*If you believe that, you're an idiot. And I'm not just name-calling here. There is no evidence that the people who struggle financially are any less disciplined or hard-working or morally good than those at the top. So, if you believe that all poor people got that way by being less righteous than rich people, then you are basing that belief on prejudice, not facts, and I can't think of a better definition of "idiot."

Friday, February 4, 2011

On movement

Monday evening I started writing a post about physical movement. It was a mess, and I ended up trying to rewrite it all week. Somehow, I can't quite put into words something that needs to be experienced physically.

This morning, I watched a TED video (one of my favorite websites--the link is below) about running. At the end of the video, McDougall says that we should return to the days where running was joyful. Suddenly, I was reminded of my crappy post, because that is the exact word that I kept using: Joyful.

The problem with my crappy post was that I was taking too long to say something simple, but the video helped me solidify my idea. So, here it is: Physical movement should be joyful, and it should be an integral part of our lives. As a culture, we are far from that philosophy. Most of us don't rely on our physical abilities for survival, so it's difficult to imagine why movement needs to be a part of our daily lives. We're given the choice between physical movement and stasis, and too often we choose stasis for all the wrong reasons, and even worse, we choose movement for all the wrong reasons too. I think McDougall explains it better than I do:

Christopher McDougall: Are we born to run? | Video on TED.com

I agree that we need to bring joy back into our physical movements. It might not be running for you, but we each need to find a way to move that brings us closer to our bodies, our surroundings, and other people.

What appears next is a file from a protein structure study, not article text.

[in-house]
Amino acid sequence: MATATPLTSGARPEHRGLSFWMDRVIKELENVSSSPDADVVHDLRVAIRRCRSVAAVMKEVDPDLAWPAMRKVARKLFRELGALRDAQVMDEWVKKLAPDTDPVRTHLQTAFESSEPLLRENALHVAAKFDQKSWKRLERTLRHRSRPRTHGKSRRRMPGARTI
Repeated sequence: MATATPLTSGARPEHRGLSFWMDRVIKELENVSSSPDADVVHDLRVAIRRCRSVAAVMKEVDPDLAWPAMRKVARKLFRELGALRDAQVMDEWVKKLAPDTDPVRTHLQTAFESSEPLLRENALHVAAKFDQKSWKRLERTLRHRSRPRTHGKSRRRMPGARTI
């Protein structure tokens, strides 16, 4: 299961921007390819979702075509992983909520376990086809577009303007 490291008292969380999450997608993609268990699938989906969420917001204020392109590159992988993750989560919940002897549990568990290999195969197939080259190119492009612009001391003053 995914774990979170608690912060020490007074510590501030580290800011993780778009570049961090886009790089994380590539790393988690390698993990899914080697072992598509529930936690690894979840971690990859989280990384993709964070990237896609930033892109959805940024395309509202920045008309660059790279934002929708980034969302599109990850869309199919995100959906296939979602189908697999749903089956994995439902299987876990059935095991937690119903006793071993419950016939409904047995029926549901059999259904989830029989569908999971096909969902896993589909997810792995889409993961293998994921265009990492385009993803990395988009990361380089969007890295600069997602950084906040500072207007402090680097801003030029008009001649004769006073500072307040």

Tuesday, February 1, 2011

20 questions

My friend sent me this link to a CNN article the other day, and I thought it was pretty cool, so I'm passing it along to you all. It's "20 Questions That Could Change Your Life," although it seems more accurate to say that they are 20 questions to help you live a more fulfilling life. I think it's mostly targeting women, but I don't know why it wouldn't also apply to men. For your convenience, I've copied the questions here (with some minor changes to some of the questions):

1. What questions should I be asking myself?
2. Is this what I want to be doing?
3. Why worry?
4. Why do I like ___ more than ___?
5. How do I want the world to be different because I lived in it?
6. How do I want to be different because I lived in this world?
7. Are ___ better people?*
8. What is my body telling me?
9. What junk can I get rid of?**
10. What's so funny?
11. Where am I wrong?
12. What potential experiences am I sacrificing, and is the profit worth the price?
13. Am I the only one struggling not to ___ during ___?
14. What do I love to practice?
15. Where could I work less and achieve more?
16. How can I keep myself absolutely safe?***
17. Where should I break the rules?
18. Say my dream life came true...then what?
19. Are my thoughts hurting or healing?
20. Really, truly: Is this what I want to be doing?

I'm certainly not going to answer each question on this blog, but I do believe they're good questions to ask. In particular, I like the fill-in-the-blank questions. I also think as I read this list that the questions don't need to be asked/answered all at once. Sometimes just one of these questions can take us down a whole new path to living more deliberately.



*people we compare ourselves to
**my favorite question
***trick question